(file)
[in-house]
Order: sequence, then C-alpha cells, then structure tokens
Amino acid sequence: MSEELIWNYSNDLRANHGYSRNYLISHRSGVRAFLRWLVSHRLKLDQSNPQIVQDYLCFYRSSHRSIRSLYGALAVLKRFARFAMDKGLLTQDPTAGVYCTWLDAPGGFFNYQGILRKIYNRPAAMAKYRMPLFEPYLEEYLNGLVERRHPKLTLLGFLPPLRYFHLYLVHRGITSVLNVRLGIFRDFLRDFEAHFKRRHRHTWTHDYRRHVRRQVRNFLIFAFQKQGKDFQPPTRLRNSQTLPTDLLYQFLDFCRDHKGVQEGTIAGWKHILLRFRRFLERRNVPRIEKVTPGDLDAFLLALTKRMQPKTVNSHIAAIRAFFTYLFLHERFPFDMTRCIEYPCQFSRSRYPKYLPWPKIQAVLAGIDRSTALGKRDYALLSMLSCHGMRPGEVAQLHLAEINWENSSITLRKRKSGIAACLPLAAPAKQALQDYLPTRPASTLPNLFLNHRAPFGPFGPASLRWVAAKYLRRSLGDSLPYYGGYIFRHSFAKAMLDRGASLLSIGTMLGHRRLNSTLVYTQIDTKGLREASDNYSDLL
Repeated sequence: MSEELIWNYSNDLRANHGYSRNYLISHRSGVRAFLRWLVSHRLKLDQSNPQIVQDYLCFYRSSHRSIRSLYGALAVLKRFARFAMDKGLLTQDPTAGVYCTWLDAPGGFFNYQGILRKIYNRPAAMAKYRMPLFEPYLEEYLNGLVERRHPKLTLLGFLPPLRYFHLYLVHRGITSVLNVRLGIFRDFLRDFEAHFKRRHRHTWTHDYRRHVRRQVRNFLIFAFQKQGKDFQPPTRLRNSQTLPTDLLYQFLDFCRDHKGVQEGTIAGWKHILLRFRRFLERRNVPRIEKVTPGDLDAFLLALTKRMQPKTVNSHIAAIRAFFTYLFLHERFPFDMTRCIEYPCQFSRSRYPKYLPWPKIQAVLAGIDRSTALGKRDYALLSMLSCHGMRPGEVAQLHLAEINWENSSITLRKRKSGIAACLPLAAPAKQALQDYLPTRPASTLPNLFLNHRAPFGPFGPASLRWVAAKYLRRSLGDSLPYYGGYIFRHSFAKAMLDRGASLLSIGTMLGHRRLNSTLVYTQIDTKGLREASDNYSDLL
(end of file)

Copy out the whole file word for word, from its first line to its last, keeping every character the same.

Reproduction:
[in-house]
Order: sequence, then C-alpha cells, then structure tokens
Amino acid sequence: MSEELIWNYSNDLRANHGYSRNYLISHRSGVRAFLRWLVSHRLKLDQSNPQIVQDYLCFYRSSHRSIRSLYGALAVLKRFARFAMDKGLLTQDPTAGVYCTWLDAPGGFFNYQGILRKIYNRPAAMAKYRMPLFEPYLEEYLNGLVERRHPKLTLLGFLPPLRYFHLYLVHRGITSVLNVRLGIFRDFLRDFEAHFKRRHRHTWTHDYRRHVRRQVRNFLIFAFQKQGKDFQPPTRLRNSQTLPTDLLYQFLDFCRDHKGVQEGTIAGWKHILLRFRRFLERRNVPRIEKVTPGDLDAFLLALTKRMQPKTVNSHIAAIRAFFTYLFLHERFPFDMTRCIEYPCQFSRSRYPKYLPWPKIQAVLAGIDRSTALGKRDYALLSMLSCHGMRPGEVAQLHLAEINWENSSITLRKRKSGIAACLPLAAPAKQALQDYLPTRPASTLPNLFLNHRAPFGPFGPASLRWVAAKYLRRSLGDSLPYYGGYIFRHSFAKAMLDRGASLLSIGTMLGHRRLNSTLVYTQIDTKGLREASDNYSDLL
Repeated sequence: MSEELIWNYSNDLRANHGYSRNYLISHRSGVRAFLRWLVSHRLKLDQSNPQIVQDYLCFYRSSHRSIRSLYGALAVLKRFARFAMDKGLLTQDPTAGVYCTWLDAPGGFFNYQGILRKIYNRPAAMAKYRMPLFEPYLEEYLNGLVERRHPKLTLLGFLPPLRYFHLYLVHRGITSVLNVRLGIFRDFLRDFEAHFKRRHRHTWTHDYRRHVRRQVRNFLIFAFQKQGKDFQPPTRLRNSQTLPTDLLYQFLDFCRDHKGVQEGTIAGWKHILLRFRRFLERRNVPRIEKVTPGDLDAFLLALTKRMQPKTVNSHIAAIRAFFTYLFLHERFPFDMTRCIEYPCQFSRSRYPKYLPWPKIQAVLAGIDRSTALGKRDYALLSMLSCHGMRPGEVAQLHLAEINWENSSITLRKRKSGIAACLPLAAPAKQALQDYLPTRPASTLPNLFLNHRAPFGPFGPASLRWVAAKYLRRSLGDSLPYYGGYIFRHSFAKAMLDRGASLLSIGTMLGHRRLNSTLVYTQIDTKGLREASDNYSDLL